I recently was lucky enough to catch up with the remarkable Sue Middleton twice in a period of four weeks. Sue was the “RIRDC Australian Rural Woman of the Year 2010” and farms with her husband Michael in the Wongan Hills In WA.
Sue and I share a similar passion and commitment to drive change in agriculture. Sue is particularly committed to building capacity in rural women and me in our young people.
Sue is heavily into making a difference, where it counts, at policy level. According to Sue ‘Policy is a dark beast, untraceable. to influence policy and make a difference you have to learn the skills – it takes patience and tenacity.’ Mentored by Cathy McGowan who Sue’s says ‘taught me the value of pinpointing what makes a difference to the people you want to convince to help you solve your particular issue. If you want results, discover what engages your audience, find where that intersects with what you’re after and speak to that.’
Sue’s commitment runs in the family and her daughter Lizzie Brennan together with Catherine Marriott has recently set up Influential Women to ‘recognise the inherent power women have as natural communicators and seek to nourish their infinite potential’ Lizzie and Catherine custom design training to draw upon the strengths of women and build their skills and confidence in communicating their unique story.
Sue Middleton, Jenni Hawkins, me and Lucinda Corrigan at CCRSPI conference in November 2012
We first featured Sue as part of our Art4Agriculture case studies in 2010. See here. Today I want to share with you what she had to say when asked the question ‘What do I wish non-farmers and the Australian Government understood about farming?” as part Fleur McDonald’s 52 Farmers in 52 Weeks series for Australian Year of the Farmer. Read it in full here
‘What do I wish non-farmers and the Australian Government understood about farming?”
Sue answered …….
Firstly that what we do is really risky and we are at the mercy of weather. That means that not every product we produce will look the same. Oranges with a blemish on their skin are just as good as fruit without a blemish on it. Blemish is caused by wind – it’s a very natural part of fruit. Learn to eat fruit and food that doesn’t look perfect but is identical in every characteristic that impacts your health! This one shopping habit alone will save you dollars in your pocket.
We are wasting 50% of the food we produce in Australia. We don’t need cheaper food – we need to stop taking good productive energy and turning it into waste! If people focused a little bit more on reducing the food waste from their homes, they would find their food bills dropping dramatically.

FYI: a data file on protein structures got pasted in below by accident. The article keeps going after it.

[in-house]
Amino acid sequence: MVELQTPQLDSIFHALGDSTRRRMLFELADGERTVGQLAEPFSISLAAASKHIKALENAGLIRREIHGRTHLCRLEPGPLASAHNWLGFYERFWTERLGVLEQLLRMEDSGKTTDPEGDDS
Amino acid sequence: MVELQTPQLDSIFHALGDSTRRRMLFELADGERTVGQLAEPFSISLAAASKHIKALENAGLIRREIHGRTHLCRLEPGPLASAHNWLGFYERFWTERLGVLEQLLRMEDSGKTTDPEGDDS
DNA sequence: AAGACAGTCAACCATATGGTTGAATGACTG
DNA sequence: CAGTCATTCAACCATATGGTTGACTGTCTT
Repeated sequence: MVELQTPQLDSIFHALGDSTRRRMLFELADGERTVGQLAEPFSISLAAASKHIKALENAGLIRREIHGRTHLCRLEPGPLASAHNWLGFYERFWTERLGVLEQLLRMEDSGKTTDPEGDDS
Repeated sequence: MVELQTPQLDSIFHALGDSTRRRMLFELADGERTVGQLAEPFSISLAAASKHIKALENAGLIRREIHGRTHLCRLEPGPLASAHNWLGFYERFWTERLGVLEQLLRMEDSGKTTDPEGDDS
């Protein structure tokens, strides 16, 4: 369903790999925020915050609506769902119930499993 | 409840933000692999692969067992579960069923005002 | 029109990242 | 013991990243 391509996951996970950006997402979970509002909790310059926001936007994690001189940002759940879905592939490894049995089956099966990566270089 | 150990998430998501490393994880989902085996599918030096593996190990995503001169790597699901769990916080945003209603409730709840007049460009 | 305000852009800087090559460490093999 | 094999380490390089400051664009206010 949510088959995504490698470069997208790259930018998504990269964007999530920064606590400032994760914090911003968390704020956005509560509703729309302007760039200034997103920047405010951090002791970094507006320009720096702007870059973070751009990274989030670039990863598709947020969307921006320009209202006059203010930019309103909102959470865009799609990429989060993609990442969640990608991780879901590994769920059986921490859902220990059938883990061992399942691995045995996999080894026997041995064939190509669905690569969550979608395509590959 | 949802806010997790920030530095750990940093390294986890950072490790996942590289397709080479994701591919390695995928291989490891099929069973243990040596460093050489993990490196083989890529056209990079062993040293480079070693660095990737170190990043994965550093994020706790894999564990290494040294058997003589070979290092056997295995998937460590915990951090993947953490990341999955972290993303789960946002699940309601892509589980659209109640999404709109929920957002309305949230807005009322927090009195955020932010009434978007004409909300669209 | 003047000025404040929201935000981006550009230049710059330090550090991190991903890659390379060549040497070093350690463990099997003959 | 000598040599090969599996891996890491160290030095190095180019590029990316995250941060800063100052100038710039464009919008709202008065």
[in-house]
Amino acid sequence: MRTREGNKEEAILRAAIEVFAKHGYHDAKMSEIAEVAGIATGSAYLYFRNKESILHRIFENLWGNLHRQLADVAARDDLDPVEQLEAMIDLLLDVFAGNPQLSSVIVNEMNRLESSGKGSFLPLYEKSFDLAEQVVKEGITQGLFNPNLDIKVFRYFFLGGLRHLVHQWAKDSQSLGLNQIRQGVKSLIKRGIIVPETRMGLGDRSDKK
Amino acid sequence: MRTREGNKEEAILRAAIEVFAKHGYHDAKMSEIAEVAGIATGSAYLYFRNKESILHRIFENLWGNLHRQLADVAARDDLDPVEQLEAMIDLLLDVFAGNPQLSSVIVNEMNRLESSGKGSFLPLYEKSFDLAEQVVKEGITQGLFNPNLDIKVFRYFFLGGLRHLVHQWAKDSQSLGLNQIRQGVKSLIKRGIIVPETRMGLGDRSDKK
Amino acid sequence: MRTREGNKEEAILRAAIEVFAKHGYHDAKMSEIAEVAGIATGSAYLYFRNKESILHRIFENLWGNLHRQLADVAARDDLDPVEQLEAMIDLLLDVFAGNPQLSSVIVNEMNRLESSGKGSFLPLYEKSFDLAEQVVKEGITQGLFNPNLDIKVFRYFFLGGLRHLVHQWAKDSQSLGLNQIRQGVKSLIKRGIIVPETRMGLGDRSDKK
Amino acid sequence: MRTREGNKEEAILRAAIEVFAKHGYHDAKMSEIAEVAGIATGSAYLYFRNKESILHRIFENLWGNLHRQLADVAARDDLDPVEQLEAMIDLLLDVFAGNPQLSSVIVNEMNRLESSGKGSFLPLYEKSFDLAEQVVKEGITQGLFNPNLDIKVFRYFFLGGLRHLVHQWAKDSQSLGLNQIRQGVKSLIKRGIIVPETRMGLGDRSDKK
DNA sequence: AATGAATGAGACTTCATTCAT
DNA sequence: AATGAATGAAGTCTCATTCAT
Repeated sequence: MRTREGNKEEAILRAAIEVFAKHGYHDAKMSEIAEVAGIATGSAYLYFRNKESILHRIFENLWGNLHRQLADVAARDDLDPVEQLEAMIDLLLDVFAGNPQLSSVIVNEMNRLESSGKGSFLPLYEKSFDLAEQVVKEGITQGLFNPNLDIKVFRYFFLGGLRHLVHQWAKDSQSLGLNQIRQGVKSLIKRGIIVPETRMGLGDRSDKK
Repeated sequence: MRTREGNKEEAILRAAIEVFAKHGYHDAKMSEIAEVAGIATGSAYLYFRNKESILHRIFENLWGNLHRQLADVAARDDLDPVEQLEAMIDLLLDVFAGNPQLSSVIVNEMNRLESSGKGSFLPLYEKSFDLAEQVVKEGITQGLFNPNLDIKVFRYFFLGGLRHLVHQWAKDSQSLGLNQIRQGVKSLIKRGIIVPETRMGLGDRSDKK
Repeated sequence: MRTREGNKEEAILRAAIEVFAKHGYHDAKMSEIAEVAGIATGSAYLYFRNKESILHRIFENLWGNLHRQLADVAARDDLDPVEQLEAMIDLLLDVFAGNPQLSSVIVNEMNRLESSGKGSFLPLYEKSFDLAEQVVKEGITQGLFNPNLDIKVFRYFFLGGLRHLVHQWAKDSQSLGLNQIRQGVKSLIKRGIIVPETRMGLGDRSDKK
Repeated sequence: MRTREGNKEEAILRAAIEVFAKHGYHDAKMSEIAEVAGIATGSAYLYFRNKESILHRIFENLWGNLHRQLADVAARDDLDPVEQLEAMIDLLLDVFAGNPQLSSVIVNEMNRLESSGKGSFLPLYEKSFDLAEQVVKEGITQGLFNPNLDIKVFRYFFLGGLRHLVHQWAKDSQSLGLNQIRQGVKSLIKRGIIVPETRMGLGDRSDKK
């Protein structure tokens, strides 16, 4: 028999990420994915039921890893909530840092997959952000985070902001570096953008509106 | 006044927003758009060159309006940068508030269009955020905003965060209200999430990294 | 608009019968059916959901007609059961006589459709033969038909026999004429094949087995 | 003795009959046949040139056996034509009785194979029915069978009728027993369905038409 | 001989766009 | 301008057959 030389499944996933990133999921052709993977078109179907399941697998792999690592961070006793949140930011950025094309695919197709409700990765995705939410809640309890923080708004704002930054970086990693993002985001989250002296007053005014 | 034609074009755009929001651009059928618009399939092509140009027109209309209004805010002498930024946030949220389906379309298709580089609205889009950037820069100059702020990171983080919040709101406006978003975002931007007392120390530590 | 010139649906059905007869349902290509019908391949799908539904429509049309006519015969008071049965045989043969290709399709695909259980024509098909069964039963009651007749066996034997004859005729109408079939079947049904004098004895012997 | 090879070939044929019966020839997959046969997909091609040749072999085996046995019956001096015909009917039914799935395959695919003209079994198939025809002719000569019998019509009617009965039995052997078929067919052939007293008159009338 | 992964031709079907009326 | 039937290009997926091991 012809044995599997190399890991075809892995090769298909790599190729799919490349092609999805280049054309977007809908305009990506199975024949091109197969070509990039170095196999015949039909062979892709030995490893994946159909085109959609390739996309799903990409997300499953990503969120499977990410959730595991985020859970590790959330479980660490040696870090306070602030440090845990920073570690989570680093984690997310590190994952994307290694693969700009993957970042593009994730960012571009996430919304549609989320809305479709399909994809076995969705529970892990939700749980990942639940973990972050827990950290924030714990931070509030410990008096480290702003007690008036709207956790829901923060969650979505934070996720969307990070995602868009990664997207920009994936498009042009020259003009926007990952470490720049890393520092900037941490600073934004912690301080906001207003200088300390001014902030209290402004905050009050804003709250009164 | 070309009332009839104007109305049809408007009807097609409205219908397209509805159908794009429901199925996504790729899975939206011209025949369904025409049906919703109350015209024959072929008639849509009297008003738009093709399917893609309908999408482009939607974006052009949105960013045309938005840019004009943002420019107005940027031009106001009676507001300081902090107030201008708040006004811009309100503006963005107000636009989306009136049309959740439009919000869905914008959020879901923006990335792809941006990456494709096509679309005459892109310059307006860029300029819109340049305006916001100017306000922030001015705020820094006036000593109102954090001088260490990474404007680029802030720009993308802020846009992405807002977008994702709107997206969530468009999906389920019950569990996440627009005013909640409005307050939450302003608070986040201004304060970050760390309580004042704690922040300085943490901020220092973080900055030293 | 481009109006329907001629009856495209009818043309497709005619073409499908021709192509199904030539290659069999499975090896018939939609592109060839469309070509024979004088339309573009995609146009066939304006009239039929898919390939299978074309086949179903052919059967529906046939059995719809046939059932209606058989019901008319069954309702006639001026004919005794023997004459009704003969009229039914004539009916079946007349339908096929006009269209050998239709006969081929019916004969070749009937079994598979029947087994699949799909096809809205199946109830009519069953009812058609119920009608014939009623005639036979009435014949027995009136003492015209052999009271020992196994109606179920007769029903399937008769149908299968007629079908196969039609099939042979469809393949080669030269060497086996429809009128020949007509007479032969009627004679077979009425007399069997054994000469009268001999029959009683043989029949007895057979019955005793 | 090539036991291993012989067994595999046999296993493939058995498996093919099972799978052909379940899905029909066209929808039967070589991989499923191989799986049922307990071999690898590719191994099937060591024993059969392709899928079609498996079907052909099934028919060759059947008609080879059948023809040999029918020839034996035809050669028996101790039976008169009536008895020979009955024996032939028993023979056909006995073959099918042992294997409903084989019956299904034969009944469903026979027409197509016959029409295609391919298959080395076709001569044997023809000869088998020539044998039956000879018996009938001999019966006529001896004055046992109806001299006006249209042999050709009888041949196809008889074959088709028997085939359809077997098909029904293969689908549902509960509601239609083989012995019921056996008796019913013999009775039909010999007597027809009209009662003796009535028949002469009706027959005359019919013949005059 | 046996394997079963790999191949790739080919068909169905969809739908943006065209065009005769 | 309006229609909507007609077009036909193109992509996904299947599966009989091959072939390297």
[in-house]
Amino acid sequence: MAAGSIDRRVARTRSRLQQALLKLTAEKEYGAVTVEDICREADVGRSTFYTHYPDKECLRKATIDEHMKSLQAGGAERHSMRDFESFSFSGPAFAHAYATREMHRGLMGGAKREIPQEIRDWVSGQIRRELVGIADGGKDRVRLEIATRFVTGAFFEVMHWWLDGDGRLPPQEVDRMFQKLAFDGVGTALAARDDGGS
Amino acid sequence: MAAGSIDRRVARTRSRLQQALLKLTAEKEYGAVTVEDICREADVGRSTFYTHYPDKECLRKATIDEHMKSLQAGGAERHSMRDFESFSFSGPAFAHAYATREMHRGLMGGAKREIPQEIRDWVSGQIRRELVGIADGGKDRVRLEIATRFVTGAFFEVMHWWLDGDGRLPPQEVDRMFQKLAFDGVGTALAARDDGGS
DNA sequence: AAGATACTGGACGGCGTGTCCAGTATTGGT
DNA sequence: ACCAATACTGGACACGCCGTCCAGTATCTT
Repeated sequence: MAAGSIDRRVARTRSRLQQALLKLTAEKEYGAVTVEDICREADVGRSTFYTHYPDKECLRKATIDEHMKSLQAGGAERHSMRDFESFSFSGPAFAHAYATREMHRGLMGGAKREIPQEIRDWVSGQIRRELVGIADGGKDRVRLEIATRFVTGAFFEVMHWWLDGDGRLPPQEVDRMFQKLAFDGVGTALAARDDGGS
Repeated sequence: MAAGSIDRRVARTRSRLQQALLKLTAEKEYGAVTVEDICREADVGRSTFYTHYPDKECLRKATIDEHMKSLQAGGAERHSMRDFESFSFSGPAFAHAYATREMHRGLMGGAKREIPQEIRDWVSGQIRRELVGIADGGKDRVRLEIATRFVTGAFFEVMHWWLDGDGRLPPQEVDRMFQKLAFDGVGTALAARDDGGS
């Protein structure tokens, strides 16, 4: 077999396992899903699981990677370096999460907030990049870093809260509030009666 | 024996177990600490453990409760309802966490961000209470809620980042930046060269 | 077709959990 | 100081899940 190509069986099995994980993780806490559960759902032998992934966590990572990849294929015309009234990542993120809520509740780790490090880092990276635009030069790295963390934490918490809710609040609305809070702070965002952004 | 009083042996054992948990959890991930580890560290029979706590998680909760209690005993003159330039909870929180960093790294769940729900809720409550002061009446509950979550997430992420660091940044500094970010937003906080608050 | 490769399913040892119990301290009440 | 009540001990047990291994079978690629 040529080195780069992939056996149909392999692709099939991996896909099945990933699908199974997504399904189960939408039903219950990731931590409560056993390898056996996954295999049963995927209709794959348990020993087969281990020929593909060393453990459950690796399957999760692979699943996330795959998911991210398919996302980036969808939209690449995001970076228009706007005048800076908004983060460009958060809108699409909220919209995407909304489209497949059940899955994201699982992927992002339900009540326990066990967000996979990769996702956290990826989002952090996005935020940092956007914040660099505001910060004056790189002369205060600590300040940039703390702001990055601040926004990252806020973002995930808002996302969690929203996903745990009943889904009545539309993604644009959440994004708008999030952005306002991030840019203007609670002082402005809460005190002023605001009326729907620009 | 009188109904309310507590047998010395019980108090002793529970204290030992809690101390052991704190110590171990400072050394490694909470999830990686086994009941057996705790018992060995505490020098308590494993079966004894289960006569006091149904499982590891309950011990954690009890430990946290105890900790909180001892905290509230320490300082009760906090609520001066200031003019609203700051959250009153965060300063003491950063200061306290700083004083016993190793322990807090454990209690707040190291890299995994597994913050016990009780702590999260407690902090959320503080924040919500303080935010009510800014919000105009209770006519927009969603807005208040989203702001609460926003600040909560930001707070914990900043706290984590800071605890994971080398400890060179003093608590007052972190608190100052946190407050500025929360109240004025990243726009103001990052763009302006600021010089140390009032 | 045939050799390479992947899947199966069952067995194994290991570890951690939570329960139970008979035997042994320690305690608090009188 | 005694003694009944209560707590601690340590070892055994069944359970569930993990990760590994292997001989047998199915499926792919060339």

Buy as direct as you can- each week take one product that you consume and find a way of purchasing it as directly from a farmer as possible. Start reading labels – be ferocious in your food stores – demand locally produced food where you know the food production standards are high. You have all the power – exercise it – start reading food labels and start checking where food comes from. We do supermarket checks regularly and supermarkets frequently label fresh food incorrectly and say it comes from WA when it really comes from interstate – check the labeling and challenge the stores to be more accurate.
The government needs to understand the huge impact of policy changes. The banning of live trade to Indonesia has rippled through WA agriculture and caused huge impact not just on northern Australian cattle farmers. We now have $500k of straw in our paddocks we can’t sell because the bottom fell out of the pellet market. The knock on effect of decisions like the cessation of the trade has been gigantic. The government doesn’t pick up that tab, and they need to be VERY cognizant of the impact of their decision making. We do not need them to add to our market risks.
Finally I would like people to know we are in a very technical game. It is very science driven and we utilize all knowledge we can to improve our sustainability constantly. Looking after the land and our animals is a priority for us. But we are in a marginal game and we are unprotected in the world markets competing against countries that are highly subsidized. It is not a level playing field in this globe! To keep our noses ahead we need more investment in research, development and most importantly extension so we can keep learning and driving our businesses productivity and profitability further.
And what does Sue love about being a farmer?
It is great to drive around the crops doing a crop-run when they are growing well. There is no greater pleasure than growing a great crop. Conversely in the dry years it can be tough when the rain doesn’t come and the crops get compromised. It is also very satisfying to see our animals grow well and we love to see them in good condition.
Growing things is what we love.